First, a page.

If your interview is fast approaching and you’re panicking with nerves, don’t fret! Most major companies in the events industry ask a series of similar questions which makes it easy to prepare your answers in advance. Read our guide on the top interview questions in the events industry and how to best answer them to leave a lasting impression of confidence and competence.
1. Tell me about yourself.
This is your opportunity to give your 30 second pitch. It’s an awkward question as some people don’t know how much to tell. Your 30 second pitch should invite questions, but if it doesn’t, perhaps have a further 60 seconds of vital information about yourself that you would want your interviewer to know about you.
One trick is to imagine that this is the only question you will be asked during your interview. Focus your mind for your pitch by pretending that this is the only chance you will have to tell someone why they should hire you.
2. Why should I give you the job?
What employers want to know here is what makes you special. Don’t be generic and say you have five years of experience in the industry and worked on various projects in all aspects of event management. Everyone could say the same.
Consider the job role and talk about what you personally could bring to the role. What specific experience do you have that would be beneficial in this role?
3. Tell me about an event that you have worked on that went well.
Here an employer is looking to find out more about what you consider to be ‘went well’. Rather than being too general and saying ‘it was a great event, everyone was happy and everything went to plan’, offer more specific examples.
For example, say something like:
‘This event went well because not only did everything run smoothly, but we increased delegate numbers by 15%, increased revenue by 25% by introducing sponsorship packages and we adhered to the budget. The company received some fantastic testimonials we could use in our marketing materials as a result of the event.’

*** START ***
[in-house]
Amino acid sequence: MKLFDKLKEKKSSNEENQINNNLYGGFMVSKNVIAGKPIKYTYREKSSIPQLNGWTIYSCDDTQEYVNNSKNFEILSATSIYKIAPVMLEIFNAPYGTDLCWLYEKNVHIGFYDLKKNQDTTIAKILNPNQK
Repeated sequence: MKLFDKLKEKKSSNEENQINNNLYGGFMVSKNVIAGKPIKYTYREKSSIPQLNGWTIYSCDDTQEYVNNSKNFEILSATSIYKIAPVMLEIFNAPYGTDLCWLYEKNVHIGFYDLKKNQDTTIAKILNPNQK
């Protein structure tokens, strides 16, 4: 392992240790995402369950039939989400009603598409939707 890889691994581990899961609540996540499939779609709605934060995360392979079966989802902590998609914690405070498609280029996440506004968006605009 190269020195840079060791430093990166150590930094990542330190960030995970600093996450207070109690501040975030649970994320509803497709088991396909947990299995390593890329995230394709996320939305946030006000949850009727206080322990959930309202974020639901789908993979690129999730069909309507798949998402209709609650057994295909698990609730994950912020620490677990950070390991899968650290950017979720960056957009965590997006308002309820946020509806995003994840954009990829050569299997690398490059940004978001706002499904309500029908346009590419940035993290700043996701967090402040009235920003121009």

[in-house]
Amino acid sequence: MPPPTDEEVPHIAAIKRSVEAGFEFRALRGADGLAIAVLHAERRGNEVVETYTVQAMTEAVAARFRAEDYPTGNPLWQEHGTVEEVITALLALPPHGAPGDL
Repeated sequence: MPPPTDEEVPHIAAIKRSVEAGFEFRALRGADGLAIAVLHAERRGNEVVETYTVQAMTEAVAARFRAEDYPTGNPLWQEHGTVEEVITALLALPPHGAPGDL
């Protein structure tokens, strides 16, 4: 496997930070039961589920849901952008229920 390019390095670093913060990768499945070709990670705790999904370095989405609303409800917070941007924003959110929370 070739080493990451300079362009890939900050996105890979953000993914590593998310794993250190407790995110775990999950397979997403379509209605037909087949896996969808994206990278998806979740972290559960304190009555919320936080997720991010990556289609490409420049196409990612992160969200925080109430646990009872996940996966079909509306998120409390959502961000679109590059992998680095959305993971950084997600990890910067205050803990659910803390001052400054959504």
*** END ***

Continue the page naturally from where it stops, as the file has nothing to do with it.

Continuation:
4. Tell me about an event that didn’t go well.
Beware of the danger! Like the previous question, the employer is interested in hearing what you consider to be ‘didn’t go well’, and more importantly, how you dealt with it. If you talk too much about how the event didn’t go well and then stop at that point and move on to the next question, you’re not going to leave a good impression.
Try something like this:
‘I was involved in an event last year where a number of things didn’t go well. We arrived at the venue to find that we couldn’t get power to the AV system which would have been a disaster. After working with the venue to solve the problem, I realised we needed outside support. Fortunately I have good connections with all of our suppliers so I was able to get a generator brought to the venue in time for the event to start. After that mishap, the event was a success and I learned a valuable lesson.’
This shows how you remain calm under pressure, sought to solve the problem with the people around you and ultimately had to demonstrate your resourcefulness by contacting a supplier to get a generator delivered and installed at short notice. It also shows that you can successfully build and develop relationships with suppliers.
Bonus Tips for Your Interview
5. Personal examples and stories will set you apart.
An interviewer may be seeing lots of people in the same day, so you want to be memorable for all of the right reasons. By using personal stories and examples of previous projects, you are more likely to ‘stick in the mind’ of the interviewers which is great when they assess who they want to give the job to.
6. Be positive.
Is your cup half full or half empty? The events industry is a people business that requires a positive can-do attitude. There are times when it’s right to be skeptical or cautious, but most employers will want people on their team who can energise themselves and not sap other people’s energy by their negativity.
7. Demonstrate that you’ve done your research and use it in your answers.
What’s the point in doing research and setting up Google Alerts to find out all there is to know about your potential employer if you don’t let them know you have done it? Try to use your new-found knowledge naturally in your interview answers.
Now that you have your interview questions nailed and your personal stories ready to go to impress your potential employer, all that’s left to do is put on your best smile and do your best!
Good luck on your interview and we hope you get the job!